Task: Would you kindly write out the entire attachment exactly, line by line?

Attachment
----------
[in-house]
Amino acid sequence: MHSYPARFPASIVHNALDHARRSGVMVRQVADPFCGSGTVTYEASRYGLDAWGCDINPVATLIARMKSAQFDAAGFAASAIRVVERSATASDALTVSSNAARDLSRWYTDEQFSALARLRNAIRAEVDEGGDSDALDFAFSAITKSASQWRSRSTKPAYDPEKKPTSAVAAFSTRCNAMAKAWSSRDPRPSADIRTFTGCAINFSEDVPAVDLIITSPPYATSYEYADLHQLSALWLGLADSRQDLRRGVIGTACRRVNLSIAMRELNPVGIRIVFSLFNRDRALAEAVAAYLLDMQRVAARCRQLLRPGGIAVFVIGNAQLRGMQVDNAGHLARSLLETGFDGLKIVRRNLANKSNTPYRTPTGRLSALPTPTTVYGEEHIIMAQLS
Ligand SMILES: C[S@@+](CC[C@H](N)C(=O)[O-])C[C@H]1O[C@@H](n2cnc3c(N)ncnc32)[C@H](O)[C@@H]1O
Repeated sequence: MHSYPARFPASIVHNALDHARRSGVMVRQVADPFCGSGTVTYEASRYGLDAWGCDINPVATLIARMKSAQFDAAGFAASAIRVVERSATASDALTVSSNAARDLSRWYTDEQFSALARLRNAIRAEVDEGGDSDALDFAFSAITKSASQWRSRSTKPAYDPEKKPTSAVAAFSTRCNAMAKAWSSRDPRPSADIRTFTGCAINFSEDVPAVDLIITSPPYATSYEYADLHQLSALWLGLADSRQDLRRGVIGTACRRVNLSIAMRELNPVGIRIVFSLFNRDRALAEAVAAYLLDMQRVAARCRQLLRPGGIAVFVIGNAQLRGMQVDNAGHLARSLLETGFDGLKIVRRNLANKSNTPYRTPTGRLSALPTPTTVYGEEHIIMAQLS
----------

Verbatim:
[in-house]
Amino acid sequence: MHSYPARFPASIVHNALDHARRSGVMVRQVADPFCGSGTVTYEASRYGLDAWGCDINPVATLIARMKSAQFDAAGFAASAIRVVERSATASDALTVSSNAARDLSRWYTDEQFSALARLRNAIRAEVDEGGDSDALDFAFSAITKSASQWRSRSTKPAYDPEKKPTSAVAAFSTRCNAMAKAWSSRDPRPSADIRTFTGCAINFSEDVPAVDLIITSPPYATSYEYADLHQLSALWLGLADSRQDLRRGVIGTACRRVNLSIAMRELNPVGIRIVFSLFNRDRALAEAVAAYLLDMQRVAARCRQLLRPGGIAVFVIGNAQLRGMQVDNAGHLARSLLETGFDGLKIVRRNLANKSNTPYRTPTGRLSALPTPTTVYGEEHIIMAQLS
Ligand SMILES: C[S@@+](CC[C@H](N)C(=O)[O-])C[C@H]1O[C@@H](n2cnc3c(N)ncnc32)[C@H](O)[C@@H]1O
Repeated sequence: MHSYPARFPASIVHNALDHARRSGVMVRQVADPFCGSGTVTYEASRYGLDAWGCDINPVATLIARMKSAQFDAAGFAASAIRVVERSATASDALTVSSNAARDLSRWYTDEQFSALARLRNAIRAEVDEGGDSDALDFAFSAITKSASQWRSRSTKPAYDPEKKPTSAVAAFSTRCNAMAKAWSSRDPRPSADIRTFTGCAINFSEDVPAVDLIITSPPYATSYEYADLHQLSALWLGLADSRQDLRRGVIGTACRRVNLSIAMRELNPVGIRIVFSLFNRDRALAEAVAAYLLDMQRVAARCRQLLRPGGIAVFVIGNAQLRGMQVDNAGHLARSLLETGFDGLKIVRRNLANKSNTPYRTPTGRLSALPTPTTVYGEEHIIMAQLS